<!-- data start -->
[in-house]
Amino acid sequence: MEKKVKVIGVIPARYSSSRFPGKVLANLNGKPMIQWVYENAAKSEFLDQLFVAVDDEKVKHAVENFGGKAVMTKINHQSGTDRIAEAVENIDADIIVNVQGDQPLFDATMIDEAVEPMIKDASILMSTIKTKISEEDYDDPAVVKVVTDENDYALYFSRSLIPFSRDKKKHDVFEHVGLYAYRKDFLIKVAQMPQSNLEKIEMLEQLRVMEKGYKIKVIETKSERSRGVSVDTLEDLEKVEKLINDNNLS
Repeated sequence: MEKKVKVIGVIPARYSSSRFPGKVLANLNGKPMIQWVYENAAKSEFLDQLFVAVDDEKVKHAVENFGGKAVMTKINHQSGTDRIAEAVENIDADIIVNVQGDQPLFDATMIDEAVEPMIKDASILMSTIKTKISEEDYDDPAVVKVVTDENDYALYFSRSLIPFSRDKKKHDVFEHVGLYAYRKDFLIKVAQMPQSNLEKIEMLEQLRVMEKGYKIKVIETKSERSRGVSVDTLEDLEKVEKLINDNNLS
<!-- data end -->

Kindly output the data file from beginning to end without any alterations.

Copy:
[in-house]
Amino acid sequence: MEKKVKVIGVIPARYSSSRFPGKVLANLNGKPMIQWVYENAAKSEFLDQLFVAVDDEKVKHAVENFGGKAVMTKINHQSGTDRIAEAVENIDADIIVNVQGDQPLFDATMIDEAVEPMIKDASILMSTIKTKISEEDYDDPAVVKVVTDENDYALYFSRSLIPFSRDKKKHDVFEHVGLYAYRKDFLIKVAQMPQSNLEKIEMLEQLRVMEKGYKIKVIETKSERSRGVSVDTLEDLEKVEKLINDNNLS
Repeated sequence: MEKKVKVIGVIPARYSSSRFPGKVLANLNGKPMIQWVYENAAKSEFLDQLFVAVDDEKVKHAVENFGGKAVMTKINHQSGTDRIAEAVENIDADIIVNVQGDQPLFDATMIDEAVEPMIKDASILMSTIKTKISEEDYDDPAVVKVVTDENDYALYFSRSLIPFSRDKKKHDVFEHVGLYAYRKDFLIKVAQMPQSNLEKIEMLEQLRVMEKGYKIKVIETKSERSRGVSVDTLEDLEKVEKLINDNNLS